Full Mouth Reconstruction
Medically Reviewed by: Thomas K. Hedge, DDS
Full mouth reconstruction, rehabilitation and restoration are terms often used interchangeably to describe the process of rebuilding or simultaneously restoring all of the teeth in both the upper and lower jaws.
Full mouth reconstruction typically involves general or restorative dentists (performing procedures like crowns, bridges and veneers), and can incorporate dental specialists like periodontists (specializing in the gums), oral surgeons, orthodontists (specializing in tooth movements and positions) and endodontists (specializing in the tooth pulp).
The need for full mouth reconstruction may result from:
- Teeth that have been lost due to decay or trauma.
- Teeth that have been injured or fractured.
- Teeth that have become severely worn as a result of long-term acid erosion (foods, beverages, acid reflux) or tooth grinding.
- Ongoing complaints of jaw, muscle and headache pain requiring adjustments to the bite (occlusion).
How the Process Begins
If you think you need reconstruction, see your dentist for a comprehensive examination. Your dentist will examine your mouth to determine the extent of the problem and the treatment options that can be used to correct it. In particular, he or she will examine the condition of your:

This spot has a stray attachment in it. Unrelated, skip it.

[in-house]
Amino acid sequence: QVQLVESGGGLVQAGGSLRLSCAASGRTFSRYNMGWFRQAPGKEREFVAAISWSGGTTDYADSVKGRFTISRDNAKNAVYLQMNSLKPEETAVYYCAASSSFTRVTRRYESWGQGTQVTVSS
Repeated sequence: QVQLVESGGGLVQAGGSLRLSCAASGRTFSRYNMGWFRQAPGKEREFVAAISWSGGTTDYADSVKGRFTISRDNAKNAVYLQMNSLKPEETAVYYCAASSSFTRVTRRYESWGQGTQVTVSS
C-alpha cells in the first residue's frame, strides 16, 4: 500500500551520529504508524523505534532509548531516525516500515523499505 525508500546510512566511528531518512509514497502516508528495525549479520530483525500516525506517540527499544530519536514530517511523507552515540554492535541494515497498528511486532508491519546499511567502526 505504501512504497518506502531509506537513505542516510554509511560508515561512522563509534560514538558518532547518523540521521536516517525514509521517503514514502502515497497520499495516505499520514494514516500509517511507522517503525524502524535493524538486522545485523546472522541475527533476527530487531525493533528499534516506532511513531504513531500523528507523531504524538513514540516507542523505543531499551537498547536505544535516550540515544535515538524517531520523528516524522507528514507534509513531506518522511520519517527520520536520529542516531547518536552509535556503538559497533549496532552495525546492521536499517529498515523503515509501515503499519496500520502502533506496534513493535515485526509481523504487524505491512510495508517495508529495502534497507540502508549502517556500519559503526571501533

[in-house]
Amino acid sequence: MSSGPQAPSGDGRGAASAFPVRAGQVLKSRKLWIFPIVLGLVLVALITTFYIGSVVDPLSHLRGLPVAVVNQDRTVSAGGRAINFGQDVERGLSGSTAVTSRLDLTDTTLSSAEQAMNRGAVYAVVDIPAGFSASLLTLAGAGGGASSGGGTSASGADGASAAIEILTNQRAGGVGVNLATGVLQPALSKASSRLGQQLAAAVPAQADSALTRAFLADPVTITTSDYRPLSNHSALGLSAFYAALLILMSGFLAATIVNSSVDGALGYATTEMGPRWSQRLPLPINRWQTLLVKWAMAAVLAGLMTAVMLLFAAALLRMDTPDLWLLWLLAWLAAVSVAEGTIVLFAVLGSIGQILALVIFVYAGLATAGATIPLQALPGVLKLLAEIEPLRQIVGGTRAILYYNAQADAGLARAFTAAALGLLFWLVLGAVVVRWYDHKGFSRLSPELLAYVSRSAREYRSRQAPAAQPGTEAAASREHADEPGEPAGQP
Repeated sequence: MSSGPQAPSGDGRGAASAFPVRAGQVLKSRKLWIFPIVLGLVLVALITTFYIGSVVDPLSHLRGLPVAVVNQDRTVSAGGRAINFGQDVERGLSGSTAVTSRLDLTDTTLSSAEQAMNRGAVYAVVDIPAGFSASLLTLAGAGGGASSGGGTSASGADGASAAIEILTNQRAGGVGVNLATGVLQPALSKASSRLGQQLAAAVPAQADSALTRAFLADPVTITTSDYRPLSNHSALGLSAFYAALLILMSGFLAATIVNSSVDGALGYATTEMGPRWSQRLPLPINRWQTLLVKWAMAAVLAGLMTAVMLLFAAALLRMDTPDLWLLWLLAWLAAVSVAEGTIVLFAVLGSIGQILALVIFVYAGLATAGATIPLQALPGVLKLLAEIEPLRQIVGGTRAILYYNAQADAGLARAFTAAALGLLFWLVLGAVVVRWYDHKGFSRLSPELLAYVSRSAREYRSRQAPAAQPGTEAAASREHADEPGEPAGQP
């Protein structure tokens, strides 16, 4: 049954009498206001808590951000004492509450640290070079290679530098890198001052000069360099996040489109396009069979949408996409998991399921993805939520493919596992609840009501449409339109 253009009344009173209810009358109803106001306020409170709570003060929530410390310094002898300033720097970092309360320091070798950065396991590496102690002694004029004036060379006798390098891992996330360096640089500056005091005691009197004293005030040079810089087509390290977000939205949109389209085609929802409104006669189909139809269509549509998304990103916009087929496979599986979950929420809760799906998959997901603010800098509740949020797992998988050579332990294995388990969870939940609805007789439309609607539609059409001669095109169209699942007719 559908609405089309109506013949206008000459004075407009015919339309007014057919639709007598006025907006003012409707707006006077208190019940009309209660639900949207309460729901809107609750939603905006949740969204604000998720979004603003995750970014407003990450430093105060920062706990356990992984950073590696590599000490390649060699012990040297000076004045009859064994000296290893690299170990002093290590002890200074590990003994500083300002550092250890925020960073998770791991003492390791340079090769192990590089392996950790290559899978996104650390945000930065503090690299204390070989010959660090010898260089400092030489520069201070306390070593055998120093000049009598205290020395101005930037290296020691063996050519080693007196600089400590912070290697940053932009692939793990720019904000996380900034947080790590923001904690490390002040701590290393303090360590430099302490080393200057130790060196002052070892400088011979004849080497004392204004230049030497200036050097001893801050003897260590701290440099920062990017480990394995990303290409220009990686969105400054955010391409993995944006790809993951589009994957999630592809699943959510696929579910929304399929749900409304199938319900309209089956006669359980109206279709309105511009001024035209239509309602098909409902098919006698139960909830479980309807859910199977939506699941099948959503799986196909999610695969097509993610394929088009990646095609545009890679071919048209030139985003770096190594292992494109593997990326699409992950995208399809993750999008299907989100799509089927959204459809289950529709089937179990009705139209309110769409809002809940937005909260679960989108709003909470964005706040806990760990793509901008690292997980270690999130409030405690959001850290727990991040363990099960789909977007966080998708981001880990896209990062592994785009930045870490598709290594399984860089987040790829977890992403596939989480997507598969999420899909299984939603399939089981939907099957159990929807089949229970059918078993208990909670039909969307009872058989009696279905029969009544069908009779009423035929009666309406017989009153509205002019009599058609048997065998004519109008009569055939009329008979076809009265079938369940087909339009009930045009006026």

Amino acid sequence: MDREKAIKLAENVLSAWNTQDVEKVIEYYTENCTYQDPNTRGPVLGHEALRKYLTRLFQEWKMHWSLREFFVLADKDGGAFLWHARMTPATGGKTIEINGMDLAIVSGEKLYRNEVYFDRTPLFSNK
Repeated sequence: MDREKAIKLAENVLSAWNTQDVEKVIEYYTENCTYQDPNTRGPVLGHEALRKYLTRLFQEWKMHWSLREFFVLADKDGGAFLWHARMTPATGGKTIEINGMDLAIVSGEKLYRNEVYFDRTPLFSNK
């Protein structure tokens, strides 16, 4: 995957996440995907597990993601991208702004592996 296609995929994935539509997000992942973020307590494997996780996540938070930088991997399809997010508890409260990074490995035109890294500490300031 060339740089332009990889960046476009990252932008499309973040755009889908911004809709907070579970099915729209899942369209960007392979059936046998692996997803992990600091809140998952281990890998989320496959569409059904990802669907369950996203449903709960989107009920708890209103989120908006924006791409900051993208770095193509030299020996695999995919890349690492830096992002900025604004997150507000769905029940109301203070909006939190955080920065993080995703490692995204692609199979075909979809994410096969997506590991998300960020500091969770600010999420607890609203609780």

- Teeth: The condition of your teeth will determine what restorative procedures may be needed, such as porcelain veneers or full-coverage crowns, inlays or onlays, bridges or implants restored with a crown. In particular, your dentist will make note of any cavities and decay, tooth wear, cracks, short/long teeth, root canal issues and any tooth movement.
- Periodontal (gum) tissues: If your gums are not healthy, you will most likely need scaling and root planing to treat periodontal disease. You may require more intensive treatments from a periodontist to ensure that your newly reconstructed teeth will have a solid foundation. Such treatments could involve soft tissue or bone grafts to build up your gums and underlying jaw bone. Your dentist will look for deep pockets, excessive or insufficient gum tissue, periodontal disease and bone density irregularities.
- Temporomandibular joints, jaw muscles and occlusion: A stable bite – one in which you are not in pain when you close your mouth or chew and one that does not cause wear or destruction of your teeth – is important to your overall oral health. Occlusal changes need to be taken into consideration when your dentist plans your restorations. In fact, you may require orthodontics or some other type of treatment (night guard or bite reprogramming orthotic) to correct occlusion before additional restorative procedures can be performed.